|Park, Young-Hoon - UNIV. OF CA, DAVIS|
Submitted to: Biological Control
Publication Type: Peer Reviewed Journal
Publication Acceptance Date: June 7, 2004
Publication Date: August 24, 2004
Citation: Leland, J.E., Mcguire, M.R., Grace, J.A., Jaronski, S., Ulloa, M., Park, Y., Plattner, R.D. 2004. Strain selection of a fungal entomopathogen, beauveria bassiana, for control of plant bugs (lygus spp.) (heteroptera : miridae). Biological Control. Interpretive Summary: Strains of a fungus (Beauveria bassiana) obtained from tarnished plant bugs and western tarnished plant bugs are being evaluated as potential microbial control candidates for controlling these two plant bug pests. Based on initial work with a large collection of strains from both plant bug species, eight strains were evaluated for characteristics relevant developing commercial control products. These characteristics included lethality to the two plant bug species, potential for the strains to grow on media, temperatures at which fungal growth is optimal, survival under artificial sunlight, and production of toxic compounds. Comparisons were made with a commercial strain (GHA). Fungal strains from the two plant bug species caused higher mortality in these species than the commercial strain GHA. In many cases they cause over ten times more mortality. All strains from the two tarnished plant bug species grew slowly at 35 'C, whereas no growth was observed for the commercial strain. The isolates selected from western tarnished plant bug were the most tolerant to artificial sunlight. Strains from tarnished plant bug and western tarnished plant bug were most closely related to other strains from their same host species and all of these isolates were only distantly related to the commercial strain. Optimizing spore production conditions for a select strain may be necessary for practical development as a commercial product.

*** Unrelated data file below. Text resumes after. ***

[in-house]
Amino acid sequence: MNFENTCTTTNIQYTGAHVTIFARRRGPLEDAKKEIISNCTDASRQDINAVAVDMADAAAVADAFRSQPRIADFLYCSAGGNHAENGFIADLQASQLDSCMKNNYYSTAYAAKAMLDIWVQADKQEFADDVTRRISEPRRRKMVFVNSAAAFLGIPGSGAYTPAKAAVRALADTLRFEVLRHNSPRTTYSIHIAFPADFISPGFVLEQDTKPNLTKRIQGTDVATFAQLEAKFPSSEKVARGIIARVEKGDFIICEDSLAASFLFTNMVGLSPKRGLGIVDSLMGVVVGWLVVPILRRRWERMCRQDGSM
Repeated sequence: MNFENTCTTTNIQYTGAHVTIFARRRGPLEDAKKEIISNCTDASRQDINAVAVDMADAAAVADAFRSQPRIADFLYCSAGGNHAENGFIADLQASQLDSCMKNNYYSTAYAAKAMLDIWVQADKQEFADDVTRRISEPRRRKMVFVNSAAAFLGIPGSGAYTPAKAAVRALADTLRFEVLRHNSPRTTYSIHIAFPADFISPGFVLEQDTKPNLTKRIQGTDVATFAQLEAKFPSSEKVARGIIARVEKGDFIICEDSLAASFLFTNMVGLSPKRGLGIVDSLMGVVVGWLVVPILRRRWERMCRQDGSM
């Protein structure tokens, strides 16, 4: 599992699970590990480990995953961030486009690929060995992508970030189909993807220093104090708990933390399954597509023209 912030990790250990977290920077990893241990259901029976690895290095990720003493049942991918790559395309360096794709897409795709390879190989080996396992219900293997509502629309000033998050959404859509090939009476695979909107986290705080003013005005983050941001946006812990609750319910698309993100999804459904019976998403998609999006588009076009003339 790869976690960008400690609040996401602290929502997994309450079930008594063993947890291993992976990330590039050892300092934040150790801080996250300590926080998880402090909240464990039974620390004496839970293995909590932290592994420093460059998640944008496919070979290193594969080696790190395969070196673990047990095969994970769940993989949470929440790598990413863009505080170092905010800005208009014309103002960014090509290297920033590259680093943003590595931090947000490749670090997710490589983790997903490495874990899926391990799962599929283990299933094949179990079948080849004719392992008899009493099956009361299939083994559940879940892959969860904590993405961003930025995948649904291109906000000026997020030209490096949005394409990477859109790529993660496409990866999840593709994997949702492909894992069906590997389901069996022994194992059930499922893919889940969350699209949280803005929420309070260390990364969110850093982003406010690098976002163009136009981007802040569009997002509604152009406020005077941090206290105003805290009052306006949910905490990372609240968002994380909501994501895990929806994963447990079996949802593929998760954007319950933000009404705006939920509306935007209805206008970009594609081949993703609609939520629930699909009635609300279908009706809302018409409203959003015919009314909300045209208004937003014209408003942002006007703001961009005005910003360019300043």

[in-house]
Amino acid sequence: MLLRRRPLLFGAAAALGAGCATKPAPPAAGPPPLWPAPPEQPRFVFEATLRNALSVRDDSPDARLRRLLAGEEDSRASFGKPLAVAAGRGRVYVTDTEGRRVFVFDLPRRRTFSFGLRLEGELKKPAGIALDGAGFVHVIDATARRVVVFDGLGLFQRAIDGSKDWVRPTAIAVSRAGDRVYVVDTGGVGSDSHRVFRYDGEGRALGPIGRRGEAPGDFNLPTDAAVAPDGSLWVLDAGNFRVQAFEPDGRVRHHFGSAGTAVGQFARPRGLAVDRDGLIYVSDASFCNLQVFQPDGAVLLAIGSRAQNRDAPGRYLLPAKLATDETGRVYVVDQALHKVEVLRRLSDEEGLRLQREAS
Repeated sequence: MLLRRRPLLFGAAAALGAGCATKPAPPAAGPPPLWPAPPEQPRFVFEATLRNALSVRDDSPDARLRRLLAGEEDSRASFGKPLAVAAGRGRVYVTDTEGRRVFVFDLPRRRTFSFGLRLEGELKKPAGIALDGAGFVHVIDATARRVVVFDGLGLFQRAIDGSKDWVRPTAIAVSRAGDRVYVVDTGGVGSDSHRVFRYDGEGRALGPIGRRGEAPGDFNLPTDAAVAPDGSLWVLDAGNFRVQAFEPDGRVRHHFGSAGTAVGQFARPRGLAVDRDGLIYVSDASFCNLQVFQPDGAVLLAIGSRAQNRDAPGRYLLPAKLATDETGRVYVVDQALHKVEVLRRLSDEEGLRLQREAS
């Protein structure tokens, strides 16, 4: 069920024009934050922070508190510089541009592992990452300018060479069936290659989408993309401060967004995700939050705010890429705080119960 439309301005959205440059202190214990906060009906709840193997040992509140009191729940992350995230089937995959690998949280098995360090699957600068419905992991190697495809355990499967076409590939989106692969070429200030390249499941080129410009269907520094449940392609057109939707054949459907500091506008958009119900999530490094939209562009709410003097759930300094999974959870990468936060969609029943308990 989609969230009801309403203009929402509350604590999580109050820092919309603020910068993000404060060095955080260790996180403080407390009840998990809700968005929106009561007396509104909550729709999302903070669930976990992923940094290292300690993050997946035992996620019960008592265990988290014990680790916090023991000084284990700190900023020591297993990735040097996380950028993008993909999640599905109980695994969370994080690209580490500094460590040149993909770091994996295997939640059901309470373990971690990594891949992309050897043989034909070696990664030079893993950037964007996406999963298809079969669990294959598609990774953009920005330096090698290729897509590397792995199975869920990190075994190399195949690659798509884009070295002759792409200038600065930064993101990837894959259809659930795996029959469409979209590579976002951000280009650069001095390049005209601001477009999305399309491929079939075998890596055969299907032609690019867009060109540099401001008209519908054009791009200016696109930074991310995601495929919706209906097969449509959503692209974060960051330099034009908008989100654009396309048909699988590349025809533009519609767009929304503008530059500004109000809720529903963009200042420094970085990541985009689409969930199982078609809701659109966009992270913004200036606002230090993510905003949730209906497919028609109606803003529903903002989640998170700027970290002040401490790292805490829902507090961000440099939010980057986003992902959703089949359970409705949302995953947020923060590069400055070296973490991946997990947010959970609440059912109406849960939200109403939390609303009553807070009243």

Technical Abstract: Beauveria bassiana (Balsamo) isolates from Lygus hesperus (Knight) and Lygus lineolaris (Palisot de Beauvois) are being evaluated as potential microbial control candidates for both Lygus species. Based on initial work with a large collection of isolates from both Lygus species, eight isolates were evaluated for characteristics relevant to mycoinsecticide development. These characteristics included pathogenicity to the two Lygus spp., in vitro conidia production, temperature growth optima, tolerance to solar radiation, and production of mycotoxins. Comparisons were made with a commercial isolate (GHA). Isolates from L. hesperus and L. lineolaris were more pathogenic than GHA with many being more than an order of magnitude more pathogenic based on LC50 values. All isolates from Lygus spp. grew slowly at 35 'C, whereas no growth was observed for GHA. The isolates selected from L. hesperus were the most tolerant to exposure to simulated solar radiation. Isolates from L. lineolaris and L. hesperus were most closely related to other isolates from their same host species and all of these isolates were only distantly related to GHA. Interestingly, one isolate from L. lineolaris in MS was more closely related to an isolate from L. lineolaris in AR than to other isolates from L. lineolaris from the same county in MS. Optimizing conidia production conditions for a select isolate may be necessary for practical development of a select isolate from Lygus spp. as a commercial mycoinsecticide.